Unfortunately, I’m old enough to remember the last time the Canadian dollar was on par with the U.S. greenback. Old enough to remember all the cheesy pop culture items everyone has been talking about for the last week – ABBA and all.
One thing I don’t remember is all the whining. In fact I don’t remember any whining about our dollar buying more than its southern cousin.
As has been the case with Alberta
’s boom, we seem to have lost the ability to find, let alone value the good in any thing that’s happening. Yes, Alberta
’s booming but wages can’t keep up with rising rents, food and gas prices. Yes the province is attracting people but the infrastructure can’t handle it. If only things would slow down enough or we could “plan” for all eventualities.
So has gone the discussion of the high dollar. Sure we can buy foreign goods more cheaply, you can shop at the nearest outlet mall. But what about the stuff we make, how can we sell it? Why aren’t our retailers dropping their prices faster?
Or worse, retailers complain that they have all this inventory that they bought at higher prices; or Buzz Hargrove and the usual suspects gripe on national radio
that we should “buy Canadian” rather than cross the line to lower prices and better selection. Then the tourist sector complains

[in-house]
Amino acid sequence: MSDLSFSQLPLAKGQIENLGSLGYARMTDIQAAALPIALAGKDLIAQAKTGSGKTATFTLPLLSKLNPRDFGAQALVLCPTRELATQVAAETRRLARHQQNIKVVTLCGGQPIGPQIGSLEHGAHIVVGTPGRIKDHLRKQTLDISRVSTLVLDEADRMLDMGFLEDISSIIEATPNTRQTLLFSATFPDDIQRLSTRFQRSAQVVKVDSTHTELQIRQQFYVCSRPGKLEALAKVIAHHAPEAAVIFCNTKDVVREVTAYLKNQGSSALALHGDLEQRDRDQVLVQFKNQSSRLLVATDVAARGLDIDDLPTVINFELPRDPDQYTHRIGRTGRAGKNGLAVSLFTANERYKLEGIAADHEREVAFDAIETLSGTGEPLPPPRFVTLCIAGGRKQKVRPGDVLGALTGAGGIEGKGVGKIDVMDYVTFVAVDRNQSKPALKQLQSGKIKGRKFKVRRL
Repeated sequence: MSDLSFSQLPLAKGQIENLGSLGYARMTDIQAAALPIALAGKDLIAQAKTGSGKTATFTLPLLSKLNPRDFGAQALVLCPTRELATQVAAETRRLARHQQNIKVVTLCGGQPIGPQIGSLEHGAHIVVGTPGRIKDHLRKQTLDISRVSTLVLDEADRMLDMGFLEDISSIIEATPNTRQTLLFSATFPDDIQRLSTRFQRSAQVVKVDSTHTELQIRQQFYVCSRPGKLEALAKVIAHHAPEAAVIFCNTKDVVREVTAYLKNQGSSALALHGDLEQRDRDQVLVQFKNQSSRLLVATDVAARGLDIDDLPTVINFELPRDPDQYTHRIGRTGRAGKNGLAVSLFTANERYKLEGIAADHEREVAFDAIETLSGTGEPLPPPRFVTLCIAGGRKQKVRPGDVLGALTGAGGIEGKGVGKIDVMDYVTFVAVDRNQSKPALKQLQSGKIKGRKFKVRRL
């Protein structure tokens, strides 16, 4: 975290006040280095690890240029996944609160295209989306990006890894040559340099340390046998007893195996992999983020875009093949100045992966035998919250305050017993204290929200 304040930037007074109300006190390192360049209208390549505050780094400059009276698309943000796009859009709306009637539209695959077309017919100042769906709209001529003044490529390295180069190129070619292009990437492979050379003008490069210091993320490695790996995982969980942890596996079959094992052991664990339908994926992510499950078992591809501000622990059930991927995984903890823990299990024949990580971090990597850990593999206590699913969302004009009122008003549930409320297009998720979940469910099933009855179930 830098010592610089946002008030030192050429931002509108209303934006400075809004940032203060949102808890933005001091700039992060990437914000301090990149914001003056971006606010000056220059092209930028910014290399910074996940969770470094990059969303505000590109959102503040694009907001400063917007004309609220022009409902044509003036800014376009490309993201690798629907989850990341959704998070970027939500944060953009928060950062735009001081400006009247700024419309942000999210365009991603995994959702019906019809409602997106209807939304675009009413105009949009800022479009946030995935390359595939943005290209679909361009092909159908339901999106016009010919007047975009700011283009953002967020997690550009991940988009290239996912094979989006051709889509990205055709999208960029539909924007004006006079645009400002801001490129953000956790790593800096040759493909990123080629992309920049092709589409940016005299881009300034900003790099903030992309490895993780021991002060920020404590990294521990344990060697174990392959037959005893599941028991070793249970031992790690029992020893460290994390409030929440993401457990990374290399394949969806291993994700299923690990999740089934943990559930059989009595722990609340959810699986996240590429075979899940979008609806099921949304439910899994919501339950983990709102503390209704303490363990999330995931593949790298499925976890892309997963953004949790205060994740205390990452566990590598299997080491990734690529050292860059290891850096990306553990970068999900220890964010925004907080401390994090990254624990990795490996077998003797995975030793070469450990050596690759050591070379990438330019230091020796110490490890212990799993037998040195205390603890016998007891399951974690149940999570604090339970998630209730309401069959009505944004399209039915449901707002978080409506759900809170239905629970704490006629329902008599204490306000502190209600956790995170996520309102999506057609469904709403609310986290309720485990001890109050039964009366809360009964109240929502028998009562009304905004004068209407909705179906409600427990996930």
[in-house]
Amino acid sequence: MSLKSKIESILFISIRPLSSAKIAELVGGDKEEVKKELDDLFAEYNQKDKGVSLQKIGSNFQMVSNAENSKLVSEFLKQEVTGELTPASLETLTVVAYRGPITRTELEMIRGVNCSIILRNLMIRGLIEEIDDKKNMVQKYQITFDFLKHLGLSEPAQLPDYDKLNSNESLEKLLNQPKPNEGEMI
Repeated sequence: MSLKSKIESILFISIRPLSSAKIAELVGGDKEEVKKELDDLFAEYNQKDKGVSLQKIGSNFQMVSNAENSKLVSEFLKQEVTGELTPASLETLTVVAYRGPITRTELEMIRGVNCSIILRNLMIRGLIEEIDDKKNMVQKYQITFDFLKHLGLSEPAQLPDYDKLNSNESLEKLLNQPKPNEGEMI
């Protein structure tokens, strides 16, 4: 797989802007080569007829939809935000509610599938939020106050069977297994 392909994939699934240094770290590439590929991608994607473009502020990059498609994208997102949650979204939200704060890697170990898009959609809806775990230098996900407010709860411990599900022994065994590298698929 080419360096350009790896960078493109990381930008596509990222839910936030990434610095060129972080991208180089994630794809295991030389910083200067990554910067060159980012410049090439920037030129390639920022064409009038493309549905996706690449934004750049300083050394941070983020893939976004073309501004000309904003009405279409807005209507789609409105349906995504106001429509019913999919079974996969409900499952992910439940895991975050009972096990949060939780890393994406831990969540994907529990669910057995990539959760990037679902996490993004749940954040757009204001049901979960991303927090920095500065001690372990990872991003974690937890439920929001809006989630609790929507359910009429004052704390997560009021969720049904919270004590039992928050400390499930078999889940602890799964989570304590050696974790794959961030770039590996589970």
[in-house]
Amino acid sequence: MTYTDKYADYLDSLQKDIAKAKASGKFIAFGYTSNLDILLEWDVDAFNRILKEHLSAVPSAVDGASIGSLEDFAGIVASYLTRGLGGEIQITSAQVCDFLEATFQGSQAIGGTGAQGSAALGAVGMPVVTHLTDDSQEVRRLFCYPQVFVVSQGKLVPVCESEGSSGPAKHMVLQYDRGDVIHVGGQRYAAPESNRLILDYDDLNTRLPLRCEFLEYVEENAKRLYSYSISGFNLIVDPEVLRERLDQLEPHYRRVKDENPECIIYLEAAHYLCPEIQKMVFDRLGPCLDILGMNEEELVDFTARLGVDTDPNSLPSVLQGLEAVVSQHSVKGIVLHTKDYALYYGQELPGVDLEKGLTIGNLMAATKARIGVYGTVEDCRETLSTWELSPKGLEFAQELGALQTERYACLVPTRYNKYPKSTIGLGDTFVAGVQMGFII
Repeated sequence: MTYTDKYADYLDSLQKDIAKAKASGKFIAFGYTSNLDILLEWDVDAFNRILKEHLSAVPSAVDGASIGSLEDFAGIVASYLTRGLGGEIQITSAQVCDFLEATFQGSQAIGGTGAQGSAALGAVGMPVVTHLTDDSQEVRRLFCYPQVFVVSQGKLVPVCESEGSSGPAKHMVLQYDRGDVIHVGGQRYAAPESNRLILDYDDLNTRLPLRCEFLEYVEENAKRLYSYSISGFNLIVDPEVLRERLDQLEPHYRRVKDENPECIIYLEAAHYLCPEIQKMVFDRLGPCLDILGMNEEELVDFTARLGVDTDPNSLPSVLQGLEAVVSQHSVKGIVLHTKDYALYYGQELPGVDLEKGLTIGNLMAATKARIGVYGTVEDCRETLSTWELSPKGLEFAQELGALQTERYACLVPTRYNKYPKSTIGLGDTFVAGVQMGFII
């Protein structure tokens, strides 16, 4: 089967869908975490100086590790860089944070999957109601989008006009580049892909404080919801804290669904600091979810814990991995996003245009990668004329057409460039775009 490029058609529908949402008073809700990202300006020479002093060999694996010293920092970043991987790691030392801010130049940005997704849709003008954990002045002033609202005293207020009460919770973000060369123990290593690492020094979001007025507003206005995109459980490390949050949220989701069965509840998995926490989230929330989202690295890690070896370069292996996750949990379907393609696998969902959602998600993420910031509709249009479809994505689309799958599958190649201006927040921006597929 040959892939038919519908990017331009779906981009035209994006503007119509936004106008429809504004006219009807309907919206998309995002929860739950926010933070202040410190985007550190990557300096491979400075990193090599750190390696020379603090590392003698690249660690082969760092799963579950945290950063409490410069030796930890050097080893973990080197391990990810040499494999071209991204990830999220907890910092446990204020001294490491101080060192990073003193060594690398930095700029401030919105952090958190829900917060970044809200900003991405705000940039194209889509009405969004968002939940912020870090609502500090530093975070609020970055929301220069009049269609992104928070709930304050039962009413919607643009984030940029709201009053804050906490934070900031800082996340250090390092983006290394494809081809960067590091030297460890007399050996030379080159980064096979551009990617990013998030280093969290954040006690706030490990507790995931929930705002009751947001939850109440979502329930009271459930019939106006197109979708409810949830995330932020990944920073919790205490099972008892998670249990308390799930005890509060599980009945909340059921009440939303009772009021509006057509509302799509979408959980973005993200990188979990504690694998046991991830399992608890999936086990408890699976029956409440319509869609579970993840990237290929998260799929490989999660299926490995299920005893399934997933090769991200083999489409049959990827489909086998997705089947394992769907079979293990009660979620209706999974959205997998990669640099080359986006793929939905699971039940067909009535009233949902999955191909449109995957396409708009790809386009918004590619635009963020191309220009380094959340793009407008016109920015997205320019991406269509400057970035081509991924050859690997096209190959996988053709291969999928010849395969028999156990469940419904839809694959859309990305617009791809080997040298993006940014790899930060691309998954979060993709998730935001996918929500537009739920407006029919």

that it will be crushed by shrinking demand.
After all, the argument goes, the strong dollar is “only” driven by strong resource prices. Ostensibly this is less real, or legitimate than a strong manufacturing sector.
Fair enough, the high dollar has some downsides, some economic pain will be felt transitioning from a weak dollar, but on balance it must help Canadians. What are some manufacturers and retailers thinking anyway? A book hot off the presses like the Greenspan memoir
is still listed 38% more expensive in Canadian dollars ($35 US vs. $43.50 Cdn).
Even Amazon.ca is 26% dearer than Amazon.com ($21 US vs. $26.50 Cdn.) for the same book. When was the Canadian dollar last at 60 cents? Seems like someone has been skimming a few profits for quite a while.
A high dollar at least gives us the option of purchasing elsewhere. By contrast the devaluation of Australian currency has placed a lot of things, including overseas education, out of the reach of the average Aussie. Sure, the Buzz crowd would want to keep us in a closed shop, unable to afford to buy elsewhere or simply not allowed to.
As for me, I’m headed south with the geese. What was that 48-hour duty free limit?
* Check this link
for this obscure reference.